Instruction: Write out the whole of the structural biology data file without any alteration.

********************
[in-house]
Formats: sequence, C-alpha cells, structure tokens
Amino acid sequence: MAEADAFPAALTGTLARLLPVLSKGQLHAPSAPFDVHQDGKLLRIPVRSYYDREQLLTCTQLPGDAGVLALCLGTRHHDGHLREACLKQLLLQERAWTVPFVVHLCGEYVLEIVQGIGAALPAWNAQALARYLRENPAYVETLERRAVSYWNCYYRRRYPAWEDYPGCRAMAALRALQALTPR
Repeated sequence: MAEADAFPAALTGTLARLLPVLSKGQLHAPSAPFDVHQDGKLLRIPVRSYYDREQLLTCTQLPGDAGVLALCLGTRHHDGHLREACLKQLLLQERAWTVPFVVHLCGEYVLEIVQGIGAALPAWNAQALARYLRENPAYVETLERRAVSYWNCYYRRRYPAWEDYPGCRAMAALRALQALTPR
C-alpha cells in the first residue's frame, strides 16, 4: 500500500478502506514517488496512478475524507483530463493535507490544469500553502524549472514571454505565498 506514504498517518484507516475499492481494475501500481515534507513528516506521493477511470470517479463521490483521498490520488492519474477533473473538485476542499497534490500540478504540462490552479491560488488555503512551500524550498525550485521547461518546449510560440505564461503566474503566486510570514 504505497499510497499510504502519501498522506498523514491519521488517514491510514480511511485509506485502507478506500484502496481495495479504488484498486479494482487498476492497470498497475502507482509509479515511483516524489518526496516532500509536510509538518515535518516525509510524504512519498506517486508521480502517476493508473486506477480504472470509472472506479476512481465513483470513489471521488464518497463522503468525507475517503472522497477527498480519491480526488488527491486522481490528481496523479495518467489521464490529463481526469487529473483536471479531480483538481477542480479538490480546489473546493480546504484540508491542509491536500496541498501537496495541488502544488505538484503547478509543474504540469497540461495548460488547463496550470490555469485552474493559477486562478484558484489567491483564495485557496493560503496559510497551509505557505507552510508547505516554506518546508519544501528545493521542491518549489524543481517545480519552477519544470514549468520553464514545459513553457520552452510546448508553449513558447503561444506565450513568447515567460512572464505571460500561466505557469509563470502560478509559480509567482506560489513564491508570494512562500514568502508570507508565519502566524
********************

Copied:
[in-house]
Formats: sequence, C-alpha cells, structure tokens
Amino acid sequence: MAEADAFPAALTGTLARLLPVLSKGQLHAPSAPFDVHQDGKLLRIPVRSYYDREQLLTCTQLPGDAGVLALCLGTRHHDGHLREACLKQLLLQERAWTVPFVVHLCGEYVLEIVQGIGAALPAWNAQALARYLRENPAYVETLERRAVSYWNCYYRRRYPAWEDYPGCRAMAALRALQALTPR
Repeated sequence: MAEADAFPAALTGTLARLLPVLSKGQLHAPSAPFDVHQDGKLLRIPVRSYYDREQLLTCTQLPGDAGVLALCLGTRHHDGHLREACLKQLLLQERAWTVPFVVHLCGEYVLEIVQGIGAALPAWNAQALARYLRENPAYVETLERRAVSYWNCYYRRRYPAWEDYPGCRAMAALRALQALTPR
C-alpha cells in the first residue's frame, strides 16, 4: 500500500478502506514517488496512478475524507483530463493535507490544469500553502524549472514571454505565498 506514504498517518484507516475499492481494475501500481515534507513528516506521493477511470470517479463521490483521498490520488492519474477533473473538485476542499497534490500540478504540462490552479491560488488555503512551500524550498525550485521547461518546449510560440505564461503566474503566486510570514 504505497499510497499510504502519501498522506498523514491519521488517514491510514480511511485509506485502507478506500484502496481495495479504488484498486479494482487498476492497470498497475502507482509509479515511483516524489518526496516532500509536510509538518515535518516525509510524504512519498506517486508521480502517476493508473486506477480504472470509472472506479476512481465513483470513489471521488464518497463522503468525507475517503472522497477527498480519491480526488488527491486522481490528481496523479495518467489521464490529463481526469487529473483536471479531480483538481477542480479538490480546489473546493480546504484540508491542509491536500496541498501537496495541488502544488505538484503547478509543474504540469497540461495548460488547463496550470490555469485552474493559477486562478484558484489567491483564495485557496493560503496559510497551509505557505507552510508547505516554506518546508519544501528545493521542491518549489524543481517545480519552477519544470514549468520553464514545459513553457520552452510546448508553449513558447503561444506565450513568447515567460512572464505571460500561466505557469509563470502560478509559480509567482506560489513564491508570494512562500514568502508570507508565519502566524